SLIDES IN SOUTHWESTERN NORTH DAKOTA

Slope-movement features common to many areas in the unglaciated Missouri Plateau in North Dakota, South Dakota, Montana, and Wyoming, which appeared to be earthflows, were studied at a locality in North Dakota. The features were examined at the surface and in a trench on a west-facing slope inclined at 14 deg (25 percent). The trench, 0.76 m (2.5 ft.) wide, 71 m (233 ft.) long, and 1.5-3.7 m (5-12 ft.) deep, extended from near the crest to the base of the slope and exposed the relations between colluvium, alluvium, bedrock, and sliding. The sliding is common to a variety of geological formations in the Missouri Plateau and, at the study site, is in the Sentinel Butte Member of the Paleocene Fort Union Formation. The bedrock is exposed at the surface near the crest of the slope, overlain by colluvium farther down in the upper part of the slope and colluvium and alluvium in the lower (westernmost) 27.3 m (90 ft.) part of the slope. The evidence of movement exposed by the trench consisted of cross sections of scarps and surfaces of parting. The scarps, which appear to be scattered haphazardly over the slope, are typically less than 0.5 m (1.5 ft.) high, 8-15 m (25-50 ft.) long, and crescent-shaped in plan view. The surfaces of parting occur near the top of the B horizon at the base of the root zone in the colluvium and, where colluvium is thin or absent, the parting surface is in a creep zone developed in bedrock. The upslope traces of the parting surfaces could be traced to or within 0.4-0.6 m (1.3-2 ft.) downslope from the scarps. There was no evidence of deeper sliding or flowing in the alluvium, colluvium, or bedrock, and movements that were interpreted from surface form to be earthflows are in fact thin soil slides. Movement has been restricted to thin slabs of soil sliding a short distance on the top of the relatively impermeable, clay-rich B horizon in the soil. Although these soil slides are relatively thin, they could damage structures placed on them. However, understanding the nature of these slides suggests simple control measures that can prevent damage. (Author)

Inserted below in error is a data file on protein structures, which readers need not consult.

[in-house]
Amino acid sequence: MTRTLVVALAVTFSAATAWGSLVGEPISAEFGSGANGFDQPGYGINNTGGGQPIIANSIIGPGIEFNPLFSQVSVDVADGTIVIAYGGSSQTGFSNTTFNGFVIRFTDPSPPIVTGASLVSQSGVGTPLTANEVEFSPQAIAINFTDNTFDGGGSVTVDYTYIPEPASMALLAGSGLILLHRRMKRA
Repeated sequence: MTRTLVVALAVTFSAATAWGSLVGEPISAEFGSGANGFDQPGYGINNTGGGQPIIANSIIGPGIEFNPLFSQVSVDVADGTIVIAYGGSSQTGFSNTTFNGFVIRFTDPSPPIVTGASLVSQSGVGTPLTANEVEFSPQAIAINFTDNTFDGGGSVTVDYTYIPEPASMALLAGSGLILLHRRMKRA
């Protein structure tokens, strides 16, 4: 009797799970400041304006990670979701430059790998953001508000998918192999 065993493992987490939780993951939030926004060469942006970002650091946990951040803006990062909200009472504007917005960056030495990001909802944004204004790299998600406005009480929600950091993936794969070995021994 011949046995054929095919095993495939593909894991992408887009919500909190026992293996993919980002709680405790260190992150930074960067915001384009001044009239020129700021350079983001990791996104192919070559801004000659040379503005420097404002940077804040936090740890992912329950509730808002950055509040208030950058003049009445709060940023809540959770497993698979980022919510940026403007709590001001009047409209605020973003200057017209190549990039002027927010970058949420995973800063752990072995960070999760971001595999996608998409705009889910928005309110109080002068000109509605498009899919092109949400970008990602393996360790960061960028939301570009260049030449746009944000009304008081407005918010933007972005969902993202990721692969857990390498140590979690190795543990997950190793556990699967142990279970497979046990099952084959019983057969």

• Supplemental Notes:
    • Proceedings of the Eighteenth Annual Engineering Geology and Soils Engineering Symposium, held at the Red Lion Inn, Boise, Idaho.
  • Corporate Authors:

    Idaho Transportation Department

    3311 W State Street, P. O. Box 7129
    Boise, ID  USA  83707-1129

    University of Idaho, Moscow

    Department of Geology and Geological Engineering
    Moscow, ID  USA  83844-3025

    Boise State University

    Department of Geology and Geophysics
    Boise, ID  USA 

    Idaho State University, Pocatello

    Department of Geology
    Pocatello, ID  USA  83201

    Idaho State University, Pocatello

    Department of Geology
    Pocatello, ID  USA  83201
  • Authors:
    • Trimble, D E
    • Fleming, R W
  • Conference:
  • Publication Date: 1980-4

Media Info

  • Features: Figures; References;
  • Pagination: p. 33-34

Subject/Index Terms

Filing Info

  • Accession Number: 00334057
  • Record Type: Publication
  • Files: TRIS, STATEDOT
  • Created Date: Sep 16 1981 12:00AM